Catholic Encyclopedia (1913)/Mitylene
A titulary archbishopric in the island of Lesbos. Inhabitated, first by the Pelasgians, then by the Æolians, it was ruled in turn by the Persians, the Athenians, the Macedonians, the Seleucidæ, and the Romans. Included in the empire of the East after the time of Theodosius it suffered much from the different invasions of the Scythians in 376, the Slavs in 769, the Arabs in 821, 881, 1035, the Russians in 864 And 1027. In 1204 after the foundation of the Latin empire, the city became a possession of the French, only to be reconquered in 1248 by John Ducas Vatatzes. It belonged to the Genoese when the sultan, Mahomet II, conquered it in 1462. The home of many famous persons, among them Sappho, Alcæus, and the sage Pittacus, Mitylene was famous for its beauty and for the strength of its walls. St. Paul stopped there during his third journey (Acts, xx, 14). Among its bishops, whose names will be found in part in Le Quien, "Oriens christianus", I, 953-962, are Zacharias Rhetor, or the Scholastic, author of an Ecclesiastical History about the year 536; Saint George who died in exile at Cherson before 821 and whose feast occurs on 7 April and 16 May; another Saint George who died in 843 and is venerated by the Greeks on 1 February with his two brothers, Saint Simeon and Saint David (Analecta bollandiana XVIII, 209 sq.). Until this time Mitylene was only an autocephalous archbishopric; the "Notitia" of Leo the Wise about 900 describes it as a metropolitan see with five suffragans. Dorotheus of Mitylene stands out among the friends of the Union at the Council of Florence of which he wrote a history in Greek (Mansi, XXXI, 463 sq., 997, 1009). The list of the Latin titularies of 1205 to 1412 may be found in Le Quien, III, 991-994; Eubel, I, 370; Gams, 449. The present city of Metilin numbers 15,000 inhabitants, the greater number schismatic Greeks; the 760 Catholics of the island are chiefly grouped about Metilin and are included in the archbishopric of Smyrna. The parish is directed by the Franciscans; the Marist Brothers have a school for boys.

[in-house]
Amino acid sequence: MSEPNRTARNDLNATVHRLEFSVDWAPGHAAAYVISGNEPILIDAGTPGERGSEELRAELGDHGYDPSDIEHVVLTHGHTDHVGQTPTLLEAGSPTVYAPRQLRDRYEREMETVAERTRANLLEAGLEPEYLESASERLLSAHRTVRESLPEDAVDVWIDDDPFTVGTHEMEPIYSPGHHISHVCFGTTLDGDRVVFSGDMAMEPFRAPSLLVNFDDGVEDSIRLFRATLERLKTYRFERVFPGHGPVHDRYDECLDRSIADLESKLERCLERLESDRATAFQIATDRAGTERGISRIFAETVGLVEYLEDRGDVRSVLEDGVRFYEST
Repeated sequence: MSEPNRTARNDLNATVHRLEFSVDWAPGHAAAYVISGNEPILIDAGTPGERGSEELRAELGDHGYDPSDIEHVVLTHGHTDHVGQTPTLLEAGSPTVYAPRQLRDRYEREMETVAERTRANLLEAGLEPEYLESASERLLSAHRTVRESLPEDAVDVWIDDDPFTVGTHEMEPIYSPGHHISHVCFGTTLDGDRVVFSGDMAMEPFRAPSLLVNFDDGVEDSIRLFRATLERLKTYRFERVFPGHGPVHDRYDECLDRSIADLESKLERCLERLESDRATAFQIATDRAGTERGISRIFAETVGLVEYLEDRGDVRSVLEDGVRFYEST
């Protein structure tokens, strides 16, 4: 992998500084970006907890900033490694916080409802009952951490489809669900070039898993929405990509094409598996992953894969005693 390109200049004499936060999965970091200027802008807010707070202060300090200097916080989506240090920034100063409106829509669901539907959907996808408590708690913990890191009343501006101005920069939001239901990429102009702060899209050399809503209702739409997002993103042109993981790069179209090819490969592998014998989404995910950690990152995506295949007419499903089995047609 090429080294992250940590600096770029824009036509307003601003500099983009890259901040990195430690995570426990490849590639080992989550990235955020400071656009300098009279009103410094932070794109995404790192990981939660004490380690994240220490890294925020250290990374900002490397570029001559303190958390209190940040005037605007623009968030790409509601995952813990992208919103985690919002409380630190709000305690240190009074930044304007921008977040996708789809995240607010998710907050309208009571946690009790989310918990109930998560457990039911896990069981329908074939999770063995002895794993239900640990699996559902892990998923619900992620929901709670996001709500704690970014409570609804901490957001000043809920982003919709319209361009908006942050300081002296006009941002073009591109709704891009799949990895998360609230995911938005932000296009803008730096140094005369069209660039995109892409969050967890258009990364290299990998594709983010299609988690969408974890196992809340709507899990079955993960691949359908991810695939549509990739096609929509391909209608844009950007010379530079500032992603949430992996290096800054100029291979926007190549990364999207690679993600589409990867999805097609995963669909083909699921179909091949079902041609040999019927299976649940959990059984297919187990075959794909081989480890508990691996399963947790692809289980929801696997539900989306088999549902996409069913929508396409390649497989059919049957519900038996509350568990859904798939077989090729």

LE QUIEN, Oriens christianus I, 953-961; III, 991-994; LACROIX, Iles de la Grèce (Paris, 1853). 297-338; CUINET, La Turquie d'Asie, I (Paris, 1892), 449-74; KODELVEY Die antiken Bauresten der Insel Lesbos (Berlin, 1890); WROTH, Catalogue of Greek Coins of Troas, Eolis, and Lesbes (London, 1894), 184-215.